Protecting underwater cultural heritage

The 2001 UNESCO Convention on the Protection of the Underwater Cultural Heritage:

The general public has always been instrumental in discovering and recording new underwater sites, and over the years has played a crucial role in creating public awareness and appreciation for underwater heritage. As divers get to experience this heritage first-hand, they are also among those most invested in protecting and preserving our shared heritage for future generations.

The UNESCO 2001 Convention strongly encourages collaboration with members of the public, and advocates responsible public access to underwater cultural heritage including shipwrecks and all other traces of human existence with a cultural, historical or archaeological character. However, such access should always go hand in hand with site protection and preservation; under no circumstance should the nation’s common heritage be disturbed or removed for personal or commercial gain.

The UK is not currently a signatory to the Convention, but has adopted the principles set out in the Annex as UK heritage policy. Divers are encouraged to follow UNESCO’s Code of Ethics for Diving on Underwater Cultural Heritage Sites and the BSAC, PADI and SSA’s Respect Our Wrecks Code of Practice for Wreck Divers. The Marine Antiquities Scheme (MAS) encourages finds to be recorded if they have been discovered in a marine context, but left in situ on the seabed where possible.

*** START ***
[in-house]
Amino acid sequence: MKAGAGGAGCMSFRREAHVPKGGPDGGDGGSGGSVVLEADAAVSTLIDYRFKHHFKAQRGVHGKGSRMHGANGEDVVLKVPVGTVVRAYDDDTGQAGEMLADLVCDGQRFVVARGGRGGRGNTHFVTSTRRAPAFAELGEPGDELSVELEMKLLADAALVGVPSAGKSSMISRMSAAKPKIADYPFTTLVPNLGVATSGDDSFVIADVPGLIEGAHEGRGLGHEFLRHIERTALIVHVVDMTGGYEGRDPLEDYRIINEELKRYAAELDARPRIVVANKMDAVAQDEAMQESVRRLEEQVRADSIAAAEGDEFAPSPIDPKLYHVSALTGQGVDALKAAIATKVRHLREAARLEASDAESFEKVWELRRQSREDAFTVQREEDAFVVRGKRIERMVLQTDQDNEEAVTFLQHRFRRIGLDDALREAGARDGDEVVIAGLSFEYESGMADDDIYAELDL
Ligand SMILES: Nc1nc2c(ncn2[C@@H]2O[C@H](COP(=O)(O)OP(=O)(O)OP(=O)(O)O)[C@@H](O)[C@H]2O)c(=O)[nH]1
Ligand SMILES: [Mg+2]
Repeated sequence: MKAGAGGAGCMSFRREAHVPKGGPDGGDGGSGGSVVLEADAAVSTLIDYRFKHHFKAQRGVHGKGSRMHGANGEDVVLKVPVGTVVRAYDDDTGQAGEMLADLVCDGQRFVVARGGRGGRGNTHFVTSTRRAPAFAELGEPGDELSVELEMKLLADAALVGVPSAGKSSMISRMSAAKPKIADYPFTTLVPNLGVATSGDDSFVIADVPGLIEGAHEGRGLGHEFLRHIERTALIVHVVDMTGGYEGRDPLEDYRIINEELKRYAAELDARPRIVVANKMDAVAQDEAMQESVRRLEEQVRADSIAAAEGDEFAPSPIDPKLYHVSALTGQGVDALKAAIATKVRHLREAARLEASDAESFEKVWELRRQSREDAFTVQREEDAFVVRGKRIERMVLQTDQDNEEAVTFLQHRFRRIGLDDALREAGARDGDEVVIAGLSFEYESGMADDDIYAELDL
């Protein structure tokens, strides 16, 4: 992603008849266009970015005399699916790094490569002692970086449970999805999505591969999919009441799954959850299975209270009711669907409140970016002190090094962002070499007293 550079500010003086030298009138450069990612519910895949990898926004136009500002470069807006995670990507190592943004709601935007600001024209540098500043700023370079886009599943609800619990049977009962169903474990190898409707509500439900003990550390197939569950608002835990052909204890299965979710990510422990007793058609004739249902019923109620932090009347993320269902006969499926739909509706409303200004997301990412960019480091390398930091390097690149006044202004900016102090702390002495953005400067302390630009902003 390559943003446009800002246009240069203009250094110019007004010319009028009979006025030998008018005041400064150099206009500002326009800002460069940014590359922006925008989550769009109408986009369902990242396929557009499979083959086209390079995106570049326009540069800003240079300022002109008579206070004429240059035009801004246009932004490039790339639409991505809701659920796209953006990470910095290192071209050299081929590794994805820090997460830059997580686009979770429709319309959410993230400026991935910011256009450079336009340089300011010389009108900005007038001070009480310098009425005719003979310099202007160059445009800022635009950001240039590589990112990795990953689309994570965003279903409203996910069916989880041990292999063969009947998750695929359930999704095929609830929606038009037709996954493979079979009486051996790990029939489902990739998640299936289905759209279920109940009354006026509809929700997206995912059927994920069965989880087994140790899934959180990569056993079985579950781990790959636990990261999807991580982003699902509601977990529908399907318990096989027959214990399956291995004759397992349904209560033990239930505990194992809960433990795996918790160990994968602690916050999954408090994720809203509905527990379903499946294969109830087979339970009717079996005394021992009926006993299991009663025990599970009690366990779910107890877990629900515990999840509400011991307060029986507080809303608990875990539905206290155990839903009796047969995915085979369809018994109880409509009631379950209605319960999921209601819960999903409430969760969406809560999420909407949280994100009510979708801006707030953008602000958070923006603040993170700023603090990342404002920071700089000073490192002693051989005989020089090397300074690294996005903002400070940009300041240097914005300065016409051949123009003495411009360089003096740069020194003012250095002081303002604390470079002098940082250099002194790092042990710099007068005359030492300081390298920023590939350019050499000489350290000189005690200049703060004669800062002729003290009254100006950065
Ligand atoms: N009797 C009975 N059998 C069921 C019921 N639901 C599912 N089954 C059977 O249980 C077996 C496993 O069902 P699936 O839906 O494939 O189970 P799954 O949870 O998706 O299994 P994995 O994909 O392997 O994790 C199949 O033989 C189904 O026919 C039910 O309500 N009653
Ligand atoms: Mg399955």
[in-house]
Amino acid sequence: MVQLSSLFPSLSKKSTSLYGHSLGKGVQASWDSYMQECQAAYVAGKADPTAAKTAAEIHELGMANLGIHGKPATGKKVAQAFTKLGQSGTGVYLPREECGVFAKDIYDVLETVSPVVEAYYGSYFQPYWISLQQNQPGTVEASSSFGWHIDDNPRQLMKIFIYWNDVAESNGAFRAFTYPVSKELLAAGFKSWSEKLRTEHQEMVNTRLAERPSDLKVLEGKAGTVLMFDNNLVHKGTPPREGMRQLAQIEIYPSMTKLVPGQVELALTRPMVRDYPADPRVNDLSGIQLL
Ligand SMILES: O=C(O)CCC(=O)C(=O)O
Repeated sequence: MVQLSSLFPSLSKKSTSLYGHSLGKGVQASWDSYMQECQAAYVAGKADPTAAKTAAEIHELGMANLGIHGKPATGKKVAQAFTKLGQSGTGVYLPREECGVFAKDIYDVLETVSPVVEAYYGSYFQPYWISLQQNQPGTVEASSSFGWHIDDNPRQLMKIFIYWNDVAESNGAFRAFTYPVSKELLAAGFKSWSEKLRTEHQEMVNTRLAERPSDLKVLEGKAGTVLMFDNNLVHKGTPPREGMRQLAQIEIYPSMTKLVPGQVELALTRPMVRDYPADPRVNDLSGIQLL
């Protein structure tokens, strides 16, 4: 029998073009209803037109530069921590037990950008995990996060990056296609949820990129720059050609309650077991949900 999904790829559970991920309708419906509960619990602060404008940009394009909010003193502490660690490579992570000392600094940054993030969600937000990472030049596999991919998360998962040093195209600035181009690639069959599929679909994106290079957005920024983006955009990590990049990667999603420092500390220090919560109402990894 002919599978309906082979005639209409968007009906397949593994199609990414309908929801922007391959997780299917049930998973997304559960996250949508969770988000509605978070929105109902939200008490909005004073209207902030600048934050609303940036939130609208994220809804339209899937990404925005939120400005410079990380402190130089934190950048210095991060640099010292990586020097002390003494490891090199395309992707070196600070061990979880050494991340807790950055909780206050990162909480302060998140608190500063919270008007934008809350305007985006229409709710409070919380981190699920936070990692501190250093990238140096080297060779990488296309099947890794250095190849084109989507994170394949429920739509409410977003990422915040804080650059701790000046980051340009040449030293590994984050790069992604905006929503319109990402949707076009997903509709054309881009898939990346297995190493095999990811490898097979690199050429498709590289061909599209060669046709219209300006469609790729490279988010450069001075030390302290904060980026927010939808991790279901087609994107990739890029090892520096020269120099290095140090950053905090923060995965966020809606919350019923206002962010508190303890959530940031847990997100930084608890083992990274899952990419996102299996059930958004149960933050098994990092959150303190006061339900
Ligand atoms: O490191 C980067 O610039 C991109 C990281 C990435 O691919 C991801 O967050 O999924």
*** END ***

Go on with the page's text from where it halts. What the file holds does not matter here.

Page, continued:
While the MAS supports voluntary recording of archaeological material, there is also legislation relating to the underwater environment which must be adhered to. There are three main laws which apply to shipwrecks in the UK:

  • Merchant Shipping Act 1995
  • Protection of Wrecks Act 1973
  • Protection of Military Remains Act 1986

The Ancient Monuments & Archaeological Areas Act 1979 may also apply depending on the location of the wreck site.